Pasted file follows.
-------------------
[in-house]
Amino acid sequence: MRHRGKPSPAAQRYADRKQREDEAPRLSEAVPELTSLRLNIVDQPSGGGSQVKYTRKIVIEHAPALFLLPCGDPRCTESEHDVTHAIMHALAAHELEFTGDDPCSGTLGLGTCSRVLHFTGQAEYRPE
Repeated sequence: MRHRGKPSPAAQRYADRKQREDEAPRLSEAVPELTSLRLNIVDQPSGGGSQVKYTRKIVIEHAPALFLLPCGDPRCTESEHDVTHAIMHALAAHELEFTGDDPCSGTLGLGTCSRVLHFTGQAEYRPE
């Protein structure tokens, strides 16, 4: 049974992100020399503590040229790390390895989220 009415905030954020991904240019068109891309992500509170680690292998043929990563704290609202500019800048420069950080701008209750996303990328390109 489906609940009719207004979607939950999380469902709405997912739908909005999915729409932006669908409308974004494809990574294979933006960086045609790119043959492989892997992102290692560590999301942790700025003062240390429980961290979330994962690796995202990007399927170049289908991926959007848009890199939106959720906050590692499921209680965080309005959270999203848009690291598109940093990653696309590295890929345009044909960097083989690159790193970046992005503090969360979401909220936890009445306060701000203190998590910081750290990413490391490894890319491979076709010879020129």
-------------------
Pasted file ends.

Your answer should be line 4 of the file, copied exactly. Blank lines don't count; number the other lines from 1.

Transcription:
């Protein structure tokens, strides 16, 4: 049974992100020399503590040229790390390895989220 009415905030954020991904240019068109891309992500509170680690292998043929990563704290609202500019800048420069950080701008209750996303990328390109 489906609940009719207004979607939950999380469902709405997912739908909005999915729409932006669908409308974004494809990574294979933006960086045609790119043959492989892997992102290692560590999301942790700025003062240390429980961290979330994962690796995202990007399927170049289908991926959007848009890199939106959720906050590692499921209680965080309005959270999203848009690291598109940093990653696309590295890929345009044909960097083989690159790193970046992005503090969360979401909220936890009445306060701000203190998590910081750290990413490391490894890319491979076709010879020129």